July 29, 2022
Inflation Reduction Act of 2022 would significantly modify tax treatment of carried interest income under IRC Section 1061
On July 27, 2022, Senator Majority Leader Charles Schumer (D-NY) and Senator Joe Manchin (D-WV) announced that they reached an agreement on proposed legislation, known as the Inflation Reduction Act of 2022. The proposed legislation would, among other things, significantly broaden the application of the carried interest income rules under IRC Section 1061.
The IRC Section 1061 amendments would apply to tax years beginning after December 31, 2022 (see Tax Alert 2021-1681 for a discussion of prior legislative proposals to amend IRC Section 1061).
IRC Section 1061, enacted in 2017 as part of the Tax Cuts and Jobs Act, applies to capital gains income with respect to certain partnership interests known as "applicable partnership interests" (APIs). Generally, APIs are partnership interests acquired or held by taxpayers in connection with the performance of services by those taxpayers or related persons in an "applicable trade or business." At a very high level, applicable trades or businesses include asset management businesses engaged in managing certain types of assets (known as "specified assets") if the businesses also raise or return capital. "Specified assets" include, among other things, shares of corporate stock, debt instruments, commodities, real estate held for rental or investment, publicly traded partnership interests and non-publicly traded partnership interests to the extent that the partnerships own other specified assets.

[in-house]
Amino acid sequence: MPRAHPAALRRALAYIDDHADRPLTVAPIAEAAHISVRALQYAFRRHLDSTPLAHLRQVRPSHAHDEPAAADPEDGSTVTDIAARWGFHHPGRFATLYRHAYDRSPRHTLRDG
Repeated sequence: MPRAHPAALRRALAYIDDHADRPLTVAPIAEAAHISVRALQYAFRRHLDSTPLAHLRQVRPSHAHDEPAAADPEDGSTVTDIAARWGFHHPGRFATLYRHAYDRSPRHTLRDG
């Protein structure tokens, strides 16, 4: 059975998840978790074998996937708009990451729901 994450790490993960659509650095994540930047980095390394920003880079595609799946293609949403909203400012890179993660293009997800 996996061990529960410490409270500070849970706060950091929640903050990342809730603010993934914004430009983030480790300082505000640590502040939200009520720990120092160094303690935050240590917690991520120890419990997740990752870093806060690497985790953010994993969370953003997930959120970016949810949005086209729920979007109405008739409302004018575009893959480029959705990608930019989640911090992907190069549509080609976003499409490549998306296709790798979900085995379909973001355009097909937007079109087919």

Generally, IRC Section 1061 operates by recharacterizing long-term capital gain with respect to an API as short-term capital gain to the extent that the holding period of the capital asset generating the long-term capital gain was more than one year but not more than three years. IRC Section 1061 does not apply to income that is not from the sale or exchange of a capital asset but is taxed at long-term capital gains rates under specific Code sections, such as IRC Section 1231 income or qualified dividend income. Treasury regulations promulgated in 2021 clarified that IRC Section 1061(d), which applies to recharacterize long-term capital gain as short-term capital gain for certain related-party transfers of APIs, operates only as a gain recharacterization provision, not as an independent gain-triggering provision.
Analysis of the proposed legislation
The Inflation Reduction Act of 2022 would retain the existing concepts of "applicable partnership interest" and "applicable trade or business" but would make several very significant changes to IRC Section 1061.
Increased holding period
The proposed legislation would increase the three-year holding period to five years. In particular, IRC Section 1061 would no longer operate by recharacterizing long-term capital gains as short-term capital gains to the extent that the asset generating the capital gain had a holding period of more than one year but not more than three years. Instead, IRC Section 1061 would generally recharacterize a taxpayer's "net applicable partnership gain" with respect to an API as short-term capital gain.